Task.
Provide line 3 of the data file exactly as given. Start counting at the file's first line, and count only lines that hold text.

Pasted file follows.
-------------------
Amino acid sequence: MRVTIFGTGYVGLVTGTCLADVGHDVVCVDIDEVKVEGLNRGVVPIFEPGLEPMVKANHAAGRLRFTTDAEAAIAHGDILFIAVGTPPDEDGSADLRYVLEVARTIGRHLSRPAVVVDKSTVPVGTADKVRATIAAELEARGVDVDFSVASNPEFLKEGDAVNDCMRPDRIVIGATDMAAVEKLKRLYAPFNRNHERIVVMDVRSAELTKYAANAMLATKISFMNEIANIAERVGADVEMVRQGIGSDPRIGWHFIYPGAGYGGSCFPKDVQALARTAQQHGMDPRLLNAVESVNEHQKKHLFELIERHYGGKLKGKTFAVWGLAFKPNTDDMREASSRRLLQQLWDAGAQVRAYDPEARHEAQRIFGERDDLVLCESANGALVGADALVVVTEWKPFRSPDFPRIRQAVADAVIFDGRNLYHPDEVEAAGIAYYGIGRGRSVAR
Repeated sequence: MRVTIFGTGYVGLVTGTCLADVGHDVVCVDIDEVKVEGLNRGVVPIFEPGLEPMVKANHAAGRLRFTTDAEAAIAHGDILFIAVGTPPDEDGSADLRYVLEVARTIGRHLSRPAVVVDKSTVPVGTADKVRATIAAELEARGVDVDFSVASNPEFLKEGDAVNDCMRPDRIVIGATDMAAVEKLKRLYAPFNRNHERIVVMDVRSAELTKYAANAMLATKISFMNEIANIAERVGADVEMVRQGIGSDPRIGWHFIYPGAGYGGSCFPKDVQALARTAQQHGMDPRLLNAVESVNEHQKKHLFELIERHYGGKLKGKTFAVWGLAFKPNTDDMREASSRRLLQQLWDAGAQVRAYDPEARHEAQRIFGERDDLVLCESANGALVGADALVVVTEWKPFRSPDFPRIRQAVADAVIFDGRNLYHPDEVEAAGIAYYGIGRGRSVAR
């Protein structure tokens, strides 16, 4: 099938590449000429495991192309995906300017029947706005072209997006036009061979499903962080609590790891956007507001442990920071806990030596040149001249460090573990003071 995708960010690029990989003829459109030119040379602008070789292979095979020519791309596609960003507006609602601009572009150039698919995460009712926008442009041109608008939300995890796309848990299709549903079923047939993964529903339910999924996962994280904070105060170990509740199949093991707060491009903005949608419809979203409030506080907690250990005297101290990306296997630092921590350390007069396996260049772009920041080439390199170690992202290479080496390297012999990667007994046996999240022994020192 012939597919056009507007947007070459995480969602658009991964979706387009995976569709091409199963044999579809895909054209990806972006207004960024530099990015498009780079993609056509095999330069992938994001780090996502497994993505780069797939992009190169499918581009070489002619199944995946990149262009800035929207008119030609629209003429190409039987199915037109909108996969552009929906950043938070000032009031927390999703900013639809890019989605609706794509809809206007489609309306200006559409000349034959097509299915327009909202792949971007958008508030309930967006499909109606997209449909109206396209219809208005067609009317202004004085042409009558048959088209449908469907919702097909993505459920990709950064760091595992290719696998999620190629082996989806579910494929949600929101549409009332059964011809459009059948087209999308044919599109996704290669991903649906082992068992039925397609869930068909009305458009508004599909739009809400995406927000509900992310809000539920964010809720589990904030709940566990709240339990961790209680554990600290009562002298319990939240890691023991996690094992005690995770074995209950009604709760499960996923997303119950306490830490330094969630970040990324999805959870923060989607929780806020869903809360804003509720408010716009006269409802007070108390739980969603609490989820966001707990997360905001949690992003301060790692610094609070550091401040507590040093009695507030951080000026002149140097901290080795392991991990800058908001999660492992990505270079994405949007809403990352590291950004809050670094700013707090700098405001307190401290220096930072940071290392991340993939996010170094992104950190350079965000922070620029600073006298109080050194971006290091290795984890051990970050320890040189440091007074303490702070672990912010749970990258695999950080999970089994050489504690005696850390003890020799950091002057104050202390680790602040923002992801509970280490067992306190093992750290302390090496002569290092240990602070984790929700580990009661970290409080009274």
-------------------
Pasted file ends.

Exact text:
């Protein structure tokens, strides 16, 4: 099938590449000429495991192309995906300017029947706005072209997006036009061979499903962080609590790891956007507001442990920071806990030596040149001249460090573990003071 995708960010690029990989003829459109030119040379602008070789292979095979020519791309596609960003507006609602601009572009150039698919995460009712926008442009041109608008939300995890796309848990299709549903079923047939993964529903339910999924996962994280904070105060170990509740199949093991707060491009903005949608419809979203409030506080907690250990005297101290990306296997630092921590350390007069396996260049772009920041080439390199170690992202290479080496390297012999990667007994046996999240022994020192 012939597919056009507007947007070459995480969602658009991964979706387009995976569709091409199963044999579809895909054209990806972006207004960024530099990015498009780079993609056509095999330069992938994001780090996502497994993505780069797939992009190169499918581009070489002619199944995946990149262009800035929207008119030609629209003429190409039987199915037109909108996969552009929906950043938070000032009031927390999703900013639809890019989605609706794509809809206007489609309306200006559409000349034959097509299915327009909202792949971007958008508030309930967006499909109606997209449909109206396209219809208005067609009317202004004085042409009558048959088209449908469907919702097909993505459920990709950064760091595992290719696998999620190629082996989806579910494929949600929101549409009332059964011809459009059948087209999308044919599109996704290669991903649906082992068992039925397609869930068909009305458009508004599909739009809400995406927000509900992310809000539920964010809720589990904030709940566990709240339990961790209680554990600290009562002298319990939240890691023991996690094992005690995770074995209950009604709760499960996923997303119950306490830490330094969630970040990324999805959870923060989607929780806020869903809360804003509720408010716009006269409802007070108390739980969603609490989820966001707990997360905001949690992003301060790692610094609070550091401040507590040093009695507030951080000026002149140097901290080795392991991990800058908001999660492992990505270079994405949007809403990352590291950004809050670094700013707090700098405001307190401290220096930072940071290392991340993939996010170094992104950190350079965000922070620029600073006298109080050194971006290091290795984890051990970050320890040189440091007074303490702070672990912010749970990258695999950080999970089994050489504690005696850390003890020799950091002057104050202390680790602040923002992801509970280490067992306190093992750290302390090496002569290092240990602070984790929700580990009661970290409080009274």